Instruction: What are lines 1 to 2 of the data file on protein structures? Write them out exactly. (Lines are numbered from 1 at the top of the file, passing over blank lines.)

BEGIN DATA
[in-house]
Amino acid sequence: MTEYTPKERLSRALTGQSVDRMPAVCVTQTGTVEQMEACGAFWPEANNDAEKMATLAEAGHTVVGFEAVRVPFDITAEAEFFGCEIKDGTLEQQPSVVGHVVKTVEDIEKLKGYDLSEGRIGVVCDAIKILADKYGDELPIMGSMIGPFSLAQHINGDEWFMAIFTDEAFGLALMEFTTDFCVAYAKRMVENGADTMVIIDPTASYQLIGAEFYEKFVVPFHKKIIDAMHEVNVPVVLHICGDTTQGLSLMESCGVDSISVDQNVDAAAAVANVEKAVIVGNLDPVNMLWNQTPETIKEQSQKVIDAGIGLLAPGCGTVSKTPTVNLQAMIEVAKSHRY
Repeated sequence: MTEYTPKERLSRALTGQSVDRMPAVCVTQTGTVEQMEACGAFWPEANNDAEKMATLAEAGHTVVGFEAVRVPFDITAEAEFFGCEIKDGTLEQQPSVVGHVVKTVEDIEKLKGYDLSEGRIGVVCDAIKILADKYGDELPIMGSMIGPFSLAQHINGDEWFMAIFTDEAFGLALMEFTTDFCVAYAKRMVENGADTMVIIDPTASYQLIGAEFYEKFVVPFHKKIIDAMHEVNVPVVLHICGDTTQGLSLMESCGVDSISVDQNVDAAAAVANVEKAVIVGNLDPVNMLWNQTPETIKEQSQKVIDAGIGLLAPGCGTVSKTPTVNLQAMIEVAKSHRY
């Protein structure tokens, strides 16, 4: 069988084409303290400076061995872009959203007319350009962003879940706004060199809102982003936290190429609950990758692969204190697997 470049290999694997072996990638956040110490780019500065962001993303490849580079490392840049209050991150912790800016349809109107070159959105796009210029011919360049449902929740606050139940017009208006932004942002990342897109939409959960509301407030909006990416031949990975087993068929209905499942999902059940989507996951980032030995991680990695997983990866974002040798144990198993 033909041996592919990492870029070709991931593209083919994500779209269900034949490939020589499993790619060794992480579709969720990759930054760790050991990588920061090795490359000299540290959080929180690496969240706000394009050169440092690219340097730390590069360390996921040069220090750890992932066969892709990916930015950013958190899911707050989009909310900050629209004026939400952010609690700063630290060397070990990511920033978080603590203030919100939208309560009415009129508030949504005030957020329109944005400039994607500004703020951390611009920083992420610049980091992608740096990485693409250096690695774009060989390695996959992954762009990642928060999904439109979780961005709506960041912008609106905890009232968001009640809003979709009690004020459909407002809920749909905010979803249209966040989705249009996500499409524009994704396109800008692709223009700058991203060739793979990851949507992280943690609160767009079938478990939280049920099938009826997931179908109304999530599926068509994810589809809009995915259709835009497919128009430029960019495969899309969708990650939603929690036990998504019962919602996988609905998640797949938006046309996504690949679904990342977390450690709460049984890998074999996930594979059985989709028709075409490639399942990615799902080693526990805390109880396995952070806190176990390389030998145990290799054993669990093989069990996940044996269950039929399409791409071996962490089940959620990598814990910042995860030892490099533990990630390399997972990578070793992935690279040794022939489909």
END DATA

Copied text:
[in-house]
Amino acid sequence: MTEYTPKERLSRALTGQSVDRMPAVCVTQTGTVEQMEACGAFWPEANNDAEKMATLAEAGHTVVGFEAVRVPFDITAEAEFFGCEIKDGTLEQQPSVVGHVVKTVEDIEKLKGYDLSEGRIGVVCDAIKILADKYGDELPIMGSMIGPFSLAQHINGDEWFMAIFTDEAFGLALMEFTTDFCVAYAKRMVENGADTMVIIDPTASYQLIGAEFYEKFVVPFHKKIIDAMHEVNVPVVLHICGDTTQGLSLMESCGVDSISVDQNVDAAAAVANVEKAVIVGNLDPVNMLWNQTPETIKEQSQKVIDAGIGLLAPGCGTVSKTPTVNLQAMIEVAKSHRY